The remainder of the tracklist offered Evans the space to interpret a broad array of material—from lesser-known gems like “Gary’s Theme,” a 1968 composition by vibraphonist Gary McFarland, to such popular fare as Sergio Mihanovich’s “Sometime Ago.” On LiPuma’s suggestion, Evans also delivered an inspired interpretation of “Theme From M*A*S*H (Suicide Is Painless),” the highly recognizable instrumental opener from the popular TV series. The title track, meanwhile, was a standard of the era, penned by the prolific French film composer Michel Legrand for 1967’s The Young Girls of Rochefort.
In a 2016 interview with Myers, LiPuma reflected proudly on You Must Believe in Spring. “By pure chance, I caught that trio at the right time. They were locked in and it was perfection,” recalled the late producer, who helmed the album alongside Evans’ longtime manager, Helen Keane. “It all gets down to the quality of the story being told by the musicians. If the music is infectious enough, it grabs you and you can’t get it out of your head. This album had all of that, at the highest possible level.”
While You Must Believe in Spring was a triumphant outing for Evans, it also marked the end of an era. Just one month after the sessions wrapped, Gomez departed the trio, following an incredible 11-year run with the pianist. Zigmund, who first joined Evans and Gomez in 1974, left later that year to focus on his young family. But the story doesn’t end there. During the summer of 1980, when Evans was performing a concert with his new (and final) trio, Gomez and Zigmund reunited with the artist.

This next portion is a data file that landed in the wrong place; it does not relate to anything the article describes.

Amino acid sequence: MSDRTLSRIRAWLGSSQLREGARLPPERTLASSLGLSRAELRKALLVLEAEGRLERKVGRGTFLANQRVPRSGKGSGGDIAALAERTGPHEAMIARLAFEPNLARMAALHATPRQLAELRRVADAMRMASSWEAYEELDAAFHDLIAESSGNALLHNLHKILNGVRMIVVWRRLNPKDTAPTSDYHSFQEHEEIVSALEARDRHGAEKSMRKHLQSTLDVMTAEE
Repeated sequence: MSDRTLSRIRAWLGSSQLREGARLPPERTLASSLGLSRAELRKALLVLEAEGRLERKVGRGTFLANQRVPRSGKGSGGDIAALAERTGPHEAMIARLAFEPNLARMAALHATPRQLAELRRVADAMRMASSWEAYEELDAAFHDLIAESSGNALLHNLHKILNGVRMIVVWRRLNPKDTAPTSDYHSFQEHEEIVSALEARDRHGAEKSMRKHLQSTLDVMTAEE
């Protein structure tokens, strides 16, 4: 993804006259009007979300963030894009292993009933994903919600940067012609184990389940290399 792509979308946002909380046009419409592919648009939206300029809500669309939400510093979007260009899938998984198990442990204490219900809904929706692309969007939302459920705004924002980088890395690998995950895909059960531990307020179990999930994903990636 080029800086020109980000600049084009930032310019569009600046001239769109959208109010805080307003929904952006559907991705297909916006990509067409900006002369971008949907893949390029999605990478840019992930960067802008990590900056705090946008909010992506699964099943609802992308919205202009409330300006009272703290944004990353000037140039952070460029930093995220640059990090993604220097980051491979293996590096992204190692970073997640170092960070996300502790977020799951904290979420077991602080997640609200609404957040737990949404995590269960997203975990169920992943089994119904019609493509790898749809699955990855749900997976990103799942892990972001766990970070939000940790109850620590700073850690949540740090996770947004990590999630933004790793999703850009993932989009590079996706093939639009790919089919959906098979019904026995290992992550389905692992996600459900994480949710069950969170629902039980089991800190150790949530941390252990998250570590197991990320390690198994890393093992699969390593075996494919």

“On a break, the three of us went to sit in Bill’s Chevy Impala parked nearby. He wanted us to listen to a tape of the unreleased You Must Believe in Spring,” shares Zigmund. “As we listened, I was transported back to the trio’s conversational beauty. The music was special, and no one in the car said a word. Though Bill’s face was expressionless while listening, we knew from his big parting smile that he was very happy with what he heard. That’s the last time I saw Bill.”
Evans passed away that September, five months before You Must Believe in Spring was released. While the pianist wasn’t able to experience the album’s warm reception, there was no question that he was proud of the recording. “For Evans, perfection was an allusive target and a career-long obsession,” writes Myers. “You Must Believe in Spring is a studio album [that] Evans felt hit the mark.”
At just 51 years old, Evans left behind an inimitable musical legacy—one that included more than 50 albums as a leader. During his three-decade-long career, Evans earned seven GRAMMY® Awards and 31 nominations, among other honors, while in 1994, his contributions were recognized with a GRAMMY® Lifetime Achievement Award. Today, Evans’ work continues to inspire new generations of musicians around the globe.